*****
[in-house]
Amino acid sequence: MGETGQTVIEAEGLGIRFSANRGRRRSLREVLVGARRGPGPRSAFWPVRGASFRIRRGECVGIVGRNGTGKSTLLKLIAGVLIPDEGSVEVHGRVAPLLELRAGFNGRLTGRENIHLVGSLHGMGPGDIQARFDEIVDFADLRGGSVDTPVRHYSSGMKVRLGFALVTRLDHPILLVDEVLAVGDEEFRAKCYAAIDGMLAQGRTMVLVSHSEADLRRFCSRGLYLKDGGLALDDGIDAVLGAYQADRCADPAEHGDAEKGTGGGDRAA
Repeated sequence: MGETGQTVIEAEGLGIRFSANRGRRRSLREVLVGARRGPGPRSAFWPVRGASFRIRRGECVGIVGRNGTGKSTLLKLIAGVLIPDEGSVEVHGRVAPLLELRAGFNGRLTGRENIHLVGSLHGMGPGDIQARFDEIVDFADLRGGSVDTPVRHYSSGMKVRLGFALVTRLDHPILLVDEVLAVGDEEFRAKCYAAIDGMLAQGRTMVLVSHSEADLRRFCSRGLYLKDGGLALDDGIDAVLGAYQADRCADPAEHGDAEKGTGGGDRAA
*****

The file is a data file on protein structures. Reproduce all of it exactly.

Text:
[in-house]
Amino acid sequence: MGETGQTVIEAEGLGIRFSANRGRRRSLREVLVGARRGPGPRSAFWPVRGASFRIRRGECVGIVGRNGTGKSTLLKLIAGVLIPDEGSVEVHGRVAPLLELRAGFNGRLTGRENIHLVGSLHGMGPGDIQARFDEIVDFADLRGGSVDTPVRHYSSGMKVRLGFALVTRLDHPILLVDEVLAVGDEEFRAKCYAAIDGMLAQGRTMVLVSHSEADLRRFCSRGLYLKDGGLALDDGIDAVLGAYQADRCADPAEHGDAEKGTGGGDRAA
Repeated sequence: MGETGQTVIEAEGLGIRFSANRGRRRSLREVLVGARRGPGPRSAFWPVRGASFRIRRGECVGIVGRNGTGKSTLLKLIAGVLIPDEGSVEVHGRVAPLLELRAGFNGRLTGRENIHLVGSLHGMGPGDIQARFDEIVDFADLRGGSVDTPVRHYSSGMKVRLGFALVTRLDHPILLVDEVLAVGDEEFRAKCYAAIDGMLAQGRTMVLVSHSEADLRRFCSRGLYLKDGGLALDDGIDAVLGAYQADRCADPAEHGDAEKGTGGGDRAA